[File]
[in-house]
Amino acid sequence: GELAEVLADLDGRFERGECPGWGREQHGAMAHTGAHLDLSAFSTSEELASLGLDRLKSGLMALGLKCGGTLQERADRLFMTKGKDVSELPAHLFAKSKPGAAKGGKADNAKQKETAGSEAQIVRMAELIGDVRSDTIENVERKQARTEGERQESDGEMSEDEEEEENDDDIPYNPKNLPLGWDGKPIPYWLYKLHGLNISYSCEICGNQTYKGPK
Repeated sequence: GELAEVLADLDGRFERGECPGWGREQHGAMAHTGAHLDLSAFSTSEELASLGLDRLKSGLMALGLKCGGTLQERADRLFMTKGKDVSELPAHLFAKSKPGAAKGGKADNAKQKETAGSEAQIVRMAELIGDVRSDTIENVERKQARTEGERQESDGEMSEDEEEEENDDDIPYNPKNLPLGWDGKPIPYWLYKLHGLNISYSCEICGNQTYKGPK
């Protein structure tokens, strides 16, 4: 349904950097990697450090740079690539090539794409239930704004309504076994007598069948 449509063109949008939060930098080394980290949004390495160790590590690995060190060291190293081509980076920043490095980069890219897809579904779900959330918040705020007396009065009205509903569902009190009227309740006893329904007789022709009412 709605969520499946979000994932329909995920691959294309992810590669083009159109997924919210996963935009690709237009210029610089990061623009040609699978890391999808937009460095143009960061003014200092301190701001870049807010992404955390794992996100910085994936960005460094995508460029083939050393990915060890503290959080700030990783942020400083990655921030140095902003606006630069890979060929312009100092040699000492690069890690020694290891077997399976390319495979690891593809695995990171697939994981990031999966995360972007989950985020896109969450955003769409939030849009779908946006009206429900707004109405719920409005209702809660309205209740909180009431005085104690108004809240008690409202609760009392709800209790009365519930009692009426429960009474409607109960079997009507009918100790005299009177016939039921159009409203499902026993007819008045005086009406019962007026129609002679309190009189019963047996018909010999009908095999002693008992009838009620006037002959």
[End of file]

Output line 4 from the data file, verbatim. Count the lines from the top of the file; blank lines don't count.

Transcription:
């Protein structure tokens, strides 16, 4: 349904950097990697450090740079690539090539794409239930704004309504076994007598069948 449509063109949008939060930098080394980290949004390495160790590590690995060190060291190293081509980076920043490095980069890219897809579904779900959330918040705020007396009065009205509903569902009190009227309740006893329904007789022709009412 709605969520499946979000994932329909995920691959294309992810590669083009159109997924919210996963935009690709237009210029610089990061623009040609699978890391999808937009460095143009960061003014200092301190701001870049807010992404955390794992996100910085994936960005460094995508460029083939050393990915060890503290959080700030990783942020400083990655921030140095902003606006630069890979060929312009100092040699000492690069890690020694290891077997399976390319495979690891593809695995990171697939994981990031999966995360972007989950985020896109969450955003769409939030849009779908946006009206429900707004109405719920409005209702809660309205209740909180009431005085104690108004809240008690409202609760009392709800209790009365519930009692009426429960009474409607109960079997009507009918100790005299009177016939039921159009409203499902026993007819008045005086009406019962007026129609002679309190009189019963047996018909010999009908095999002693008992009838009620006037002959």